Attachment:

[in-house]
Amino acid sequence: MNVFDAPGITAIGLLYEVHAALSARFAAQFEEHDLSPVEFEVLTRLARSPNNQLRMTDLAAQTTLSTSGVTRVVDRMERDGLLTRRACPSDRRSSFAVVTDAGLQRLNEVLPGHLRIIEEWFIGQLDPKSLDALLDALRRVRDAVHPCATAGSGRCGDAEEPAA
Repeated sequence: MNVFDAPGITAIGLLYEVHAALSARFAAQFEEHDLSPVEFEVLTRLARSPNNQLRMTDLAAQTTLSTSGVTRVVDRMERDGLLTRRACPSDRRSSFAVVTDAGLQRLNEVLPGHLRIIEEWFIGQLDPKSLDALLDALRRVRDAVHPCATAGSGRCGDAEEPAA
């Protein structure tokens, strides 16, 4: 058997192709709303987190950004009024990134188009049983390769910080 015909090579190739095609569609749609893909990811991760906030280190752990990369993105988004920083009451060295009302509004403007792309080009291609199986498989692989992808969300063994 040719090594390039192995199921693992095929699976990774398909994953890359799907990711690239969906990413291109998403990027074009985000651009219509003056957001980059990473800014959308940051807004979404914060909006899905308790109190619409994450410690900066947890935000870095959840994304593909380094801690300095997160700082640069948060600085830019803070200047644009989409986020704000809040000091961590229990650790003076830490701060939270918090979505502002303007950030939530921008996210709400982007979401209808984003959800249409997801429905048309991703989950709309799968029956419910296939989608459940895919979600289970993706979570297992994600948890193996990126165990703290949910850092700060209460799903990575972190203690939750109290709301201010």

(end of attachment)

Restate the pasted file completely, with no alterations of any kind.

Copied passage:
[in-house]
Amino acid sequence: MNVFDAPGITAIGLLYEVHAALSARFAAQFEEHDLSPVEFEVLTRLARSPNNQLRMTDLAAQTTLSTSGVTRVVDRMERDGLLTRRACPSDRRSSFAVVTDAGLQRLNEVLPGHLRIIEEWFIGQLDPKSLDALLDALRRVRDAVHPCATAGSGRCGDAEEPAA
Repeated sequence: MNVFDAPGITAIGLLYEVHAALSARFAAQFEEHDLSPVEFEVLTRLARSPNNQLRMTDLAAQTTLSTSGVTRVVDRMERDGLLTRRACPSDRRSSFAVVTDAGLQRLNEVLPGHLRIIEEWFIGQLDPKSLDALLDALRRVRDAVHPCATAGSGRCGDAEEPAA
């Protein structure tokens, strides 16, 4: 058997192709709303987190950004009024990134188009049983390769910080 015909090579190739095609569609749609893909990811991760906030280190752990990369993105988004920083009451060295009302509004403007792309080009291609199986498989692989992808969300063994 040719090594390039192995199921693992095929699976990774398909994953890359799907990711690239969906990413291109998403990027074009985000651009219509003056957001980059990473800014959308940051807004979404914060909006899905308790109190619409994450410690900066947890935000870095959840994304593909380094801690300095997160700082640069948060600085830019803070200047644009989409986020704000809040000091961590229990650790003076830490701060939270918090979505502002303007950030939530921008996210709400982007979401209808984003959800249409997801429905048309991703989950709309799968029956419910296939989608459940895919979600289970993706979570297992994600948890193996990126165990703290949910850092700060209460799903990575972190203690939750109290709301201010």